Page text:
“The best of all gifts around any Christmas tree: the presence of a happy family all wrapped up in each other.”
~ Burton Hillis
Christmas is one of the most widely celebrated festivals globally and is no longer viewed as a purely religious holy day. It is now a time enjoyed by people of many countries and faiths, and there are numerous universally recognized icons which we associate with the yuletide. In fact, these symbols have become so commonly associated with the celebration of Christmas that when we see Santa riding on a reindeer, a mantle hung with stockings, coniferous green trees decorated with tinsel and ornaments, or houses festooned with evergreen wreaths and mistletoe, we know that the magic spirit of the season is upon us.
The tradition of the Christmas stocking dates back to approximately 250B.C. in Asia Minor. There Nicholas, rich man who became a very generous Christian priest and a saint, is said to have secretly filled the stockings of three poor sisters with gold, thus giving them a dowry and allowing them to marry. Legend has it that after that “miracle,” neighbors of the fortunate women followed suit with their stockings, and the tradition slowly spread across the globe. Children throughout the world now hang stockings–or even put out shoes–to be filled with small gifts and food by Santa (Saint) Claus (Nicholas). Many people create their own stockings, personalizing them for themselves or for others and often providing a family activity that is fun for all. Find instructions for making your own Christmas fireplace stockings.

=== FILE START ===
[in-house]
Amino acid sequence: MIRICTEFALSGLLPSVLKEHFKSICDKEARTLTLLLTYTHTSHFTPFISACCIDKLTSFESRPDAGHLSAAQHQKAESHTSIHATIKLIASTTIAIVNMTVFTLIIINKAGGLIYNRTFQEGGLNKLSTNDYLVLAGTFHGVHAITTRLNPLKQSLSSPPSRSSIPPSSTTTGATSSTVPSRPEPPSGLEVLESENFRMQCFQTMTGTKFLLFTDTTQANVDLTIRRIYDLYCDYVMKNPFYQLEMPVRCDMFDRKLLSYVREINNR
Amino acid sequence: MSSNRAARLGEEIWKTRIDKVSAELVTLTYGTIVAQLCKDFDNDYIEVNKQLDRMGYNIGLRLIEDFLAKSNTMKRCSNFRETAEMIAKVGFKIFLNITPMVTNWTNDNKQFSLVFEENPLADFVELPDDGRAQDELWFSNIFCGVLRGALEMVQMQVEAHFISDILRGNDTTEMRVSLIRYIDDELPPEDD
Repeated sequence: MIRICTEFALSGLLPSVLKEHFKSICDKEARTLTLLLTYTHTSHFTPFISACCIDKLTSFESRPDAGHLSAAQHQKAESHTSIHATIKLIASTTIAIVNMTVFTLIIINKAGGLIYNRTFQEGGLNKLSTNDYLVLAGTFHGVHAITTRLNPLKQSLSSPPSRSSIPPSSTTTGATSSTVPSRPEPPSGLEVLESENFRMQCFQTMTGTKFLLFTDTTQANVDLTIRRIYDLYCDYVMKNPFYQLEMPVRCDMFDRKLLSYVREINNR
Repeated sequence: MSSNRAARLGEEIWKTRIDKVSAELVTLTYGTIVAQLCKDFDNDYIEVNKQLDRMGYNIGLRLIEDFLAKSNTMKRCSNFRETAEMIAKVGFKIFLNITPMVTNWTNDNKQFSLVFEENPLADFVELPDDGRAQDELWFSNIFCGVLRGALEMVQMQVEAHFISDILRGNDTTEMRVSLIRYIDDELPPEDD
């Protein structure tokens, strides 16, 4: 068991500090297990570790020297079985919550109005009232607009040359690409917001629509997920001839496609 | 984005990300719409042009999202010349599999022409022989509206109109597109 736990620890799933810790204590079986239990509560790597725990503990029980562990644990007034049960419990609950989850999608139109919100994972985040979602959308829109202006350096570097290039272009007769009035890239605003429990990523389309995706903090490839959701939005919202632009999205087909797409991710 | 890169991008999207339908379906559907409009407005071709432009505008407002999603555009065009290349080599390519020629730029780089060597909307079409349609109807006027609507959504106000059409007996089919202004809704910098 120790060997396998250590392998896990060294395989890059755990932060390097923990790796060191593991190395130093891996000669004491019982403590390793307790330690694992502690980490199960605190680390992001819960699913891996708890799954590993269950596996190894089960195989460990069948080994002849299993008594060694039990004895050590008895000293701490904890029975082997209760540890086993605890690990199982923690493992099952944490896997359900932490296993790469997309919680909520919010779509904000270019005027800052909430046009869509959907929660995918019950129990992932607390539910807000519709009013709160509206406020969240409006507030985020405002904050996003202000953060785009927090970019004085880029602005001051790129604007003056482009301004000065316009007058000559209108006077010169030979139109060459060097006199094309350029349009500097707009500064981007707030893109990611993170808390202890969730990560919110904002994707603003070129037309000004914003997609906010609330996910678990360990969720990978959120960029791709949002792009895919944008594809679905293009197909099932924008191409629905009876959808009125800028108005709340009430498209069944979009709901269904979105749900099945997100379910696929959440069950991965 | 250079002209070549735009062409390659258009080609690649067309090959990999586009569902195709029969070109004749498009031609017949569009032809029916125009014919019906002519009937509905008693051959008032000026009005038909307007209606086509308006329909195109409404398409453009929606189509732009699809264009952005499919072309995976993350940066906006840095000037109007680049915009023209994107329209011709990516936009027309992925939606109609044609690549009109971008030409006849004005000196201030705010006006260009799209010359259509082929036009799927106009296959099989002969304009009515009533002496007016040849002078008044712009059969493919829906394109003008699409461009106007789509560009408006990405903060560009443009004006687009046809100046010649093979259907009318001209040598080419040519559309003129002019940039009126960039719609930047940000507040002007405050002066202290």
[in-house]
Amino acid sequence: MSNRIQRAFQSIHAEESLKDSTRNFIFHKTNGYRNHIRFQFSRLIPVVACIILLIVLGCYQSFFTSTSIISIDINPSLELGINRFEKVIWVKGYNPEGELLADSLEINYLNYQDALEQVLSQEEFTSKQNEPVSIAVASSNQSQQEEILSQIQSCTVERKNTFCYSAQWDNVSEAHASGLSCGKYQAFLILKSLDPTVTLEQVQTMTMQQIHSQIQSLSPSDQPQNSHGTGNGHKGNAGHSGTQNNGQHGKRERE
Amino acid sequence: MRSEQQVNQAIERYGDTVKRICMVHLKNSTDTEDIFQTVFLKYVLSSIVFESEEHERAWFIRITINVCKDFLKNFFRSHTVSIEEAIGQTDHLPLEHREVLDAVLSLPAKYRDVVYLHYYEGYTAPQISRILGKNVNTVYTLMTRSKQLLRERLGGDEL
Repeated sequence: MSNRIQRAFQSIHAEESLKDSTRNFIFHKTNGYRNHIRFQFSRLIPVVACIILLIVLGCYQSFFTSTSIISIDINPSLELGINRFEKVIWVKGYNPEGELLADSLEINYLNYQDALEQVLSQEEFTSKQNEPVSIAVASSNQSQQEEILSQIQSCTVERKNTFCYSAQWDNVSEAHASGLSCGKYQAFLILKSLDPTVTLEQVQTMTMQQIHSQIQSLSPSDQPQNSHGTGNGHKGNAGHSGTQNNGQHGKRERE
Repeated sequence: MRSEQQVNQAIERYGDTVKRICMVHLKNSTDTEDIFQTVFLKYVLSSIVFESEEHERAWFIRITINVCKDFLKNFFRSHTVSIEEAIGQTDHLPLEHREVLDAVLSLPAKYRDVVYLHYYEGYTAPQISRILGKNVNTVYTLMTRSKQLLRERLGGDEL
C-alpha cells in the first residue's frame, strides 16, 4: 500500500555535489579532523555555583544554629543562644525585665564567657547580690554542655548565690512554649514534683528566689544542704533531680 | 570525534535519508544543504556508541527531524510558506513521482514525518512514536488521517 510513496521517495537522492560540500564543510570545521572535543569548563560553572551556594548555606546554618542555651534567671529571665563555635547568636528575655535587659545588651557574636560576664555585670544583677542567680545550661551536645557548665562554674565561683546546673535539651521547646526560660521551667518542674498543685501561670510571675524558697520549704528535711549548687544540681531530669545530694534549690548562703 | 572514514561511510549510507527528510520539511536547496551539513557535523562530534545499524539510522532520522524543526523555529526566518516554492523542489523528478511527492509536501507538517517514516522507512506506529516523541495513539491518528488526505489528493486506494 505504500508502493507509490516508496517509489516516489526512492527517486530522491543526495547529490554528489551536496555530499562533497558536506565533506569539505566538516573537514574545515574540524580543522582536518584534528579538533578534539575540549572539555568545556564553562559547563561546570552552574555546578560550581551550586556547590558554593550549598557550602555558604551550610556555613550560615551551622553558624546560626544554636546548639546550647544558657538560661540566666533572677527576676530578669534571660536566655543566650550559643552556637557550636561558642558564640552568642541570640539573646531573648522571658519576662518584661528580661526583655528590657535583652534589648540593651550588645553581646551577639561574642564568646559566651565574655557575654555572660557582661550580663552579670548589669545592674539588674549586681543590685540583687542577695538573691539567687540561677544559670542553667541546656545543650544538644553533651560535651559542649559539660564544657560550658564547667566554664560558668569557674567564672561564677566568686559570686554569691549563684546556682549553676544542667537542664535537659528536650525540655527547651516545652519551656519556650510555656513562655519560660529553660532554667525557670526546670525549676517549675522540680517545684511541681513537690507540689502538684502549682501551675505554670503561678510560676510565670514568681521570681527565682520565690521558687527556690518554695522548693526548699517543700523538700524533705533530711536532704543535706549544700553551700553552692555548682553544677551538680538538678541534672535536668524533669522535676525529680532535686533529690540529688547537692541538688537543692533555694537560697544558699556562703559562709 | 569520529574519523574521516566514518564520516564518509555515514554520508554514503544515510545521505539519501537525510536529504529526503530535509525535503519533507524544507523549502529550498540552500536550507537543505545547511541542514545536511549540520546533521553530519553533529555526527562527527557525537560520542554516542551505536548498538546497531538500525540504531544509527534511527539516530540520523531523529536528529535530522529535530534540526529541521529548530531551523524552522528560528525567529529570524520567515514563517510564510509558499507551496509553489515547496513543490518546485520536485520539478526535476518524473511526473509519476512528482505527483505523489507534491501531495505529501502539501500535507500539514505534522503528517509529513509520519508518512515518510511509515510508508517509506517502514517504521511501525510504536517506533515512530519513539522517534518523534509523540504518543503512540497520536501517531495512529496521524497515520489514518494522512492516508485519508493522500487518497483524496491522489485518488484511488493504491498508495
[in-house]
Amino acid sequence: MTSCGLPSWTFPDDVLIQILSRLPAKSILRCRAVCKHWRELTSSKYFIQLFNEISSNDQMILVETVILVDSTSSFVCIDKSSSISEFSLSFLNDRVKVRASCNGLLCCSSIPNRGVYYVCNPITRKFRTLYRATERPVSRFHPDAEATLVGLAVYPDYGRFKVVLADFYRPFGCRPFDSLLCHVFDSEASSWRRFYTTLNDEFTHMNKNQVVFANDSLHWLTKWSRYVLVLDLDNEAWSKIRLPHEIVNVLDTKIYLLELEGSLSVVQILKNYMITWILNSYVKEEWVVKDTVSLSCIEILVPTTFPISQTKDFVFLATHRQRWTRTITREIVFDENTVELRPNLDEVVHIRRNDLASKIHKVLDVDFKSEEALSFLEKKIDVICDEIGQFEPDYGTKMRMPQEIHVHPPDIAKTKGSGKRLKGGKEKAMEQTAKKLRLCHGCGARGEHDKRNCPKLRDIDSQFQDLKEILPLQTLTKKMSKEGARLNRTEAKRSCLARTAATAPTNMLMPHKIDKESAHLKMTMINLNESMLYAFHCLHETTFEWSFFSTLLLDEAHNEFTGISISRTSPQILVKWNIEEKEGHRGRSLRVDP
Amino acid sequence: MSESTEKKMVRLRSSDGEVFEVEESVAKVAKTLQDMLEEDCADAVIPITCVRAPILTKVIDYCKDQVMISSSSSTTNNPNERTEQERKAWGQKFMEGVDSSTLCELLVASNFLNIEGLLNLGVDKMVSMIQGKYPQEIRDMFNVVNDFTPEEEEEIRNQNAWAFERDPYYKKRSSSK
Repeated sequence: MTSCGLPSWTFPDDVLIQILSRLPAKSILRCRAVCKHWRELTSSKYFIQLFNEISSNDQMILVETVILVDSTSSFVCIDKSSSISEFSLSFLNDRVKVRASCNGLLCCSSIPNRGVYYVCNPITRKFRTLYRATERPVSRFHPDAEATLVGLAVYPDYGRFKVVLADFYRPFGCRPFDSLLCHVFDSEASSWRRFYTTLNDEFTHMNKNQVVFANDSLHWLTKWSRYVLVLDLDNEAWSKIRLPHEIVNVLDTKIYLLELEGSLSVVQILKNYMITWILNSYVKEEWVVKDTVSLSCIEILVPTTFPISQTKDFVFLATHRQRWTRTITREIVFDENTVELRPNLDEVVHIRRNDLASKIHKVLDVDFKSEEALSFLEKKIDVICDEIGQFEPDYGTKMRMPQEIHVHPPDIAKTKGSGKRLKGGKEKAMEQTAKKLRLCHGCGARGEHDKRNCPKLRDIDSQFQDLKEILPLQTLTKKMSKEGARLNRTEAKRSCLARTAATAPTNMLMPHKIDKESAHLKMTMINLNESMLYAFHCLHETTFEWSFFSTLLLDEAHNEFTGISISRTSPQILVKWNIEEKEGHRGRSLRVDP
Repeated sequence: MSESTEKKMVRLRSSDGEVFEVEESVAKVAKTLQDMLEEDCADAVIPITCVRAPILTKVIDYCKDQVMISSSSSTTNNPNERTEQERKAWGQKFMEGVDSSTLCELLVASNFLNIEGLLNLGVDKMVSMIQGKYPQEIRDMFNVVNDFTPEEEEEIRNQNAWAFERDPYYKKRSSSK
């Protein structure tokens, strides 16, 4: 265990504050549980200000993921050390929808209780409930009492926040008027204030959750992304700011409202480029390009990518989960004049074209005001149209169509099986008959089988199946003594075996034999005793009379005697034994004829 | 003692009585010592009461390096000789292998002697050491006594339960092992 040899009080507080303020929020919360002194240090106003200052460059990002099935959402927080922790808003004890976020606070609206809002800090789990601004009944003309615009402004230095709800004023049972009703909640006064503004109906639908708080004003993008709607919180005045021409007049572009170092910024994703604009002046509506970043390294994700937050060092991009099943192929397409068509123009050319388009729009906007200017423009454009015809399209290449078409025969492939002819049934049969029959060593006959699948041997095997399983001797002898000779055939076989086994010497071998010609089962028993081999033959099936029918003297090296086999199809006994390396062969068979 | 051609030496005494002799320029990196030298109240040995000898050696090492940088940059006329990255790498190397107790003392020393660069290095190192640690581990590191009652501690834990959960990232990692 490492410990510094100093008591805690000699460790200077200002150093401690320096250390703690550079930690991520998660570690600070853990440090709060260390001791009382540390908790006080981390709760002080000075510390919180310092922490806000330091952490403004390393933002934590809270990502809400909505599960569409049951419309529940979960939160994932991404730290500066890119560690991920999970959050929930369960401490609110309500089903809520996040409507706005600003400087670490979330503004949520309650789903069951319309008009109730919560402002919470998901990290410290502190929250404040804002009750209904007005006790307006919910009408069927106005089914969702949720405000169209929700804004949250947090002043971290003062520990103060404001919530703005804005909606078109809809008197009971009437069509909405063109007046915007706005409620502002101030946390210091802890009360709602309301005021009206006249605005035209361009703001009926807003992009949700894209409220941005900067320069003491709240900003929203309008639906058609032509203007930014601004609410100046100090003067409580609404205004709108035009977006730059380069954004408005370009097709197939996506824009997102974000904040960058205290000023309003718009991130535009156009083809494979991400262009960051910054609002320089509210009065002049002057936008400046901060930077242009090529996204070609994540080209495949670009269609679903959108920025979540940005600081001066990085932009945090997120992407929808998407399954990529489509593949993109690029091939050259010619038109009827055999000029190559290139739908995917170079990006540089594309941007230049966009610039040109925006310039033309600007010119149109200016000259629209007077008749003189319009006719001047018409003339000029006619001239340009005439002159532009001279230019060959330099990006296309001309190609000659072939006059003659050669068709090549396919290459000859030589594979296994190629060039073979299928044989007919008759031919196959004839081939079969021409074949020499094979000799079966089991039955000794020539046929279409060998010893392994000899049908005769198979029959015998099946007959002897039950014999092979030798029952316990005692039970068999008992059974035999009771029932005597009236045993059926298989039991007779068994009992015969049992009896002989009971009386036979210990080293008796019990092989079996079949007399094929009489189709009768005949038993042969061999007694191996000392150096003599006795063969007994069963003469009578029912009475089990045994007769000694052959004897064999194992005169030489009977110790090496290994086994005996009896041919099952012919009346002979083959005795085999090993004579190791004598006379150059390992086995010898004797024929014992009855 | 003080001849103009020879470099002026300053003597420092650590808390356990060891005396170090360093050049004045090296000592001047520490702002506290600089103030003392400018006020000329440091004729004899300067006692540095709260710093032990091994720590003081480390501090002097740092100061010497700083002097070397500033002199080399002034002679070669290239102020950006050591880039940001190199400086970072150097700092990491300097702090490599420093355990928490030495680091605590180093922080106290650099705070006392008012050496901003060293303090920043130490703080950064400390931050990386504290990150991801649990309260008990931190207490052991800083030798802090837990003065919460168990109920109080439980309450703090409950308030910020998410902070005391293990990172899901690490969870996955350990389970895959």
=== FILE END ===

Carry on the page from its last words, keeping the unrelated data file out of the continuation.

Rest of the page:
Along with the Christmas holly, laurel, rosemary, yews, boxwood bushes, and, of course the Christmas tree, mistletoe is an evergreen displayed during the Christmas season and symbolic of the eventual rebirth of vegetation that will occur in spring. But perhaps more than any other of the Christmas evergreens, it is a plant of which we are conscious only during the holidays. One day we’re kissing under the mistletoe, and next day we’ve forgotten all about it (the plant, that is, not the kisses).